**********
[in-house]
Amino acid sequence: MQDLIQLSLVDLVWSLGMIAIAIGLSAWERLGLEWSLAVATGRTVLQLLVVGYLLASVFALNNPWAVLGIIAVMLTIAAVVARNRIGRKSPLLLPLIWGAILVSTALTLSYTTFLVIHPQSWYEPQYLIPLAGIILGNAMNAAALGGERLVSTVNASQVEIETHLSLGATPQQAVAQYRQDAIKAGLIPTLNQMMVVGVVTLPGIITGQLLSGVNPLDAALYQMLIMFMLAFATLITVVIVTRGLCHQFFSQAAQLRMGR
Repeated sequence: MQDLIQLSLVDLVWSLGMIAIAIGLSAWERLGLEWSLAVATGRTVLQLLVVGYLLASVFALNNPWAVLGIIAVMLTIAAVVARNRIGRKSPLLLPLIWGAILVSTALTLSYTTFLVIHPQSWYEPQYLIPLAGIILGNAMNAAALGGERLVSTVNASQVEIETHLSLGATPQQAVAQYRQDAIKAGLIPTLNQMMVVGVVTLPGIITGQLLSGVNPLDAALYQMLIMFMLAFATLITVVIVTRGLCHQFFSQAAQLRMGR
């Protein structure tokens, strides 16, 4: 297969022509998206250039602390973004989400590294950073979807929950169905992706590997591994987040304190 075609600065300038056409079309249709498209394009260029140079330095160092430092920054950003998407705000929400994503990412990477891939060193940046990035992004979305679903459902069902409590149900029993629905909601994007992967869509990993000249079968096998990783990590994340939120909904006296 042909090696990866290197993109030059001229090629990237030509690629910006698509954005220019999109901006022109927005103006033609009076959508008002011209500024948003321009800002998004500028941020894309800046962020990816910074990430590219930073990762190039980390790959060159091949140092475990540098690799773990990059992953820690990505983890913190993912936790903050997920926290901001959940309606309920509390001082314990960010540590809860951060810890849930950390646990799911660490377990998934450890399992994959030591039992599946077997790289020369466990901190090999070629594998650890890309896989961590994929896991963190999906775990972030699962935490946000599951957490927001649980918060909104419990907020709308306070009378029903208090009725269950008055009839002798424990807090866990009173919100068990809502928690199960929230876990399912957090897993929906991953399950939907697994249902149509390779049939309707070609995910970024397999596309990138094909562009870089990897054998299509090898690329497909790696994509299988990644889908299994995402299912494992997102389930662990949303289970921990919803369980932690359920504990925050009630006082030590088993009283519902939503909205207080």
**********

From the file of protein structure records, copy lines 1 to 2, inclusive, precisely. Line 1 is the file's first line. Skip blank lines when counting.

[in-house]
Amino acid sequence: MQDLIQLSLVDLVWSLGMIAIAIGLSAWERLGLEWSLAVATGRTVLQLLVVGYLLASVFALNNPWAVLGIIAVMLTIAAVVARNRIGRKSPLLLPLIWGAILVSTALTLSYTTFLVIHPQSWYEPQYLIPLAGIILGNAMNAAALGGERLVSTVNASQVEIETHLSLGATPQQAVAQYRQDAIKAGLIPTLNQMMVVGVVTLPGIITGQLLSGVNPLDAALYQMLIMFMLAFATLITVVIVTRGLCHQFFSQAAQLRMGR